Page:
Sunday, 13 February 2005

....at least they're full of poor people

by Ted Hoffman

If there is a vital public service provided by blogs it's the lengthy critisism of Guardian op ed columns. Here is an interesting article, my comments are inserted.

Sorry, you can't afford a degree

Universities' obsession with research is threatening to make them a no-go zone for the less well-off

I used to teach an "international MA" in journalism at a British university. The only international thing about it was the students. One Korean was, they told me, very clever. I could never check because we had no common language - his English was rudimentary. Two things I do know about him: if there was any benefit to be derived from my teaching, he missed out on it; and he must have been wealthy, for the fees were very high.
I thought of him when I read that Oxford University may take a higher proportion of its students from overseas. Its chancellor, Chris Patten, thinks that universities should be able to charge whatever fees they like to undergraduates, as they do for postgraduates, otherwise the decline of top universities will be "ineluctable" (a wonderful Oxford word). Richard Lambert argued on these pages that "a world-class university" should have a higher proportion of overseas students.
Turning university education into a market will produce more students like my Korean. Hungry universities will ask not "can this student benefit?" but "has he got the dosh?" That's how markets work. Does Tesco check if you know how to cook a product before it sells it to you?

The (rather obvious) flaw in this analogy is that Tesco might not check, but you do. If you couldn't cook the food you wouldn't buy it. Most sane Koreans wouldn’t spend thousands of pounds, and 3 years of their life to read a University course they were not even basically equipped to do. Regardless, most institutions in this country insist you pass an English proficiency exam if you are not a native speaker, and it's not easy.
But surely our top universities need more money to compete on the world stage. And since no political party with a hope of power is going to provide it from public funds, aren't undergraduates the only possible source? These statements, repeated so often that they acquire the status of established fact, need closer examination than they normally get.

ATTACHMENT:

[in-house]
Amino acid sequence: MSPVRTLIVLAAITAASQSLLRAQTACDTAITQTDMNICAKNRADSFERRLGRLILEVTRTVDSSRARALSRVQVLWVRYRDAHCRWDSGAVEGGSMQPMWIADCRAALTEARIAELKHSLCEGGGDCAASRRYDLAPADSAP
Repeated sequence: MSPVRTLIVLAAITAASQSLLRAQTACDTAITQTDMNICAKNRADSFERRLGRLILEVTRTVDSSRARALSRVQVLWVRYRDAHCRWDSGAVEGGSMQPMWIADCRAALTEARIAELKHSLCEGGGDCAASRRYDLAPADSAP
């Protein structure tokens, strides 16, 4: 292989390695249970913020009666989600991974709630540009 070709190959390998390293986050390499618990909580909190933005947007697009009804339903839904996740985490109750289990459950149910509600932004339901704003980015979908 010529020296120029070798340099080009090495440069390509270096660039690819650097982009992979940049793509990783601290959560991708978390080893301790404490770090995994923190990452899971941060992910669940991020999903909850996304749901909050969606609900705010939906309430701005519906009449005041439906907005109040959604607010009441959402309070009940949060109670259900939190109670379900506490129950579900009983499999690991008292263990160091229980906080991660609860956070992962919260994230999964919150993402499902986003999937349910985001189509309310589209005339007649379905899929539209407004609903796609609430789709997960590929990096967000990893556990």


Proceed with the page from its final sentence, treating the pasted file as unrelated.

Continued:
"Top universities" is an elastic phrase. Depending on the audience, it sometimes means Oxford and Cambridge, sometimes half a dozen ancient universities, and sometimes all 19 members of the Russell group. "World-class university" is even more imprecise, and what it usually really means is "as rich as Harvard or Princeton". The common thread is research. You can't be "top" or "world class" unless you do a lot of well-regarded research. The Russell group universities distinguish themselves by claiming to be "research-intensive" - that is, to have a bigger proportion of research, and a smaller one of teaching, than the rest.
So we are being asked to increase student fees, and the proportion of overseas students, in order that undergraduates should subsidise universities' research.

Whilst scientific research is frequently rubbish, at it’s best it is astounding and one of the most worthwhile of human endeavors. If passing on knowledge helps fund gaining it, what exactly is wrong with that? Regardless Cambridge lost 17m GBP last year, mostly on undergraduate study. In reality, the graduate students often prop up departments.
And the same people who want to charge unlimited undergraduate fees also want an end to rigid staff pay structures, so they can offer telephone-number salaries to "world-class" academics to improve their research reputation. John Kay, the first director of Oxford's Said Business School, walked out because he was not allowed to do this.